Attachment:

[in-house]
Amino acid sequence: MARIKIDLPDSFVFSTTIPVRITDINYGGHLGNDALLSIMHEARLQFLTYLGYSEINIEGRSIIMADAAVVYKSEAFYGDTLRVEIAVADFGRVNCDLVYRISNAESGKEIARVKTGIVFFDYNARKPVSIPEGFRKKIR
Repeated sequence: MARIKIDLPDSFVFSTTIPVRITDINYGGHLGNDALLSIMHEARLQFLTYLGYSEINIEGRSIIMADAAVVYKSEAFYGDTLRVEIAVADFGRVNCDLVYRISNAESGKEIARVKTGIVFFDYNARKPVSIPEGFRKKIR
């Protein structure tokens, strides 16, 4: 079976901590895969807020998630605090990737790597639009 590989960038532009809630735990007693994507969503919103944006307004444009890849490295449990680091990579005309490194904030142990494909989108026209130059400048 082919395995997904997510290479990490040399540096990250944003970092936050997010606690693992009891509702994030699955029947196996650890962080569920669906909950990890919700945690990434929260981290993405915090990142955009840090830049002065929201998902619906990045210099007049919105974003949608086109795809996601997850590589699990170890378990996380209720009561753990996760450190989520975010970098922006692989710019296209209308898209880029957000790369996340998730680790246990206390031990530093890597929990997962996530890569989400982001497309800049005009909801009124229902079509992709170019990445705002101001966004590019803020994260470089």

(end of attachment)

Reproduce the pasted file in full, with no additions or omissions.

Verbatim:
[in-house]
Amino acid sequence: MARIKIDLPDSFVFSTTIPVRITDINYGGHLGNDALLSIMHEARLQFLTYLGYSEINIEGRSIIMADAAVVYKSEAFYGDTLRVEIAVADFGRVNCDLVYRISNAESGKEIARVKTGIVFFDYNARKPVSIPEGFRKKIR
Repeated sequence: MARIKIDLPDSFVFSTTIPVRITDINYGGHLGNDALLSIMHEARLQFLTYLGYSEINIEGRSIIMADAAVVYKSEAFYGDTLRVEIAVADFGRVNCDLVYRISNAESGKEIARVKTGIVFFDYNARKPVSIPEGFRKKIR
């Protein structure tokens, strides 16, 4: 079976901590895969807020998630605090990737790597639009 590989960038532009809630735990007693994507969503919103944006307004444009890849490295449990680091990579005309490194904030142990494909989108026209130059400048 082919395995997904997510290479990490040399540096990250944003970092936050997010606690693992009891509702994030699955029947196996650890962080569920669906909950990890919700945690990434929260981290993405915090990142955009840090830049002065929201998902619906990045210099007049919105974003949608086109795809996601997850590589699990170890378990996380209720009561753990996760450190989520975010970098922006692989710019296209209308898209880029957000790369996340998730680790246990206390031990530093890597929990997962996530890569989400982001497309800049005009909801009124229902079509992709170019990445705002101001966004590019803020994260470089």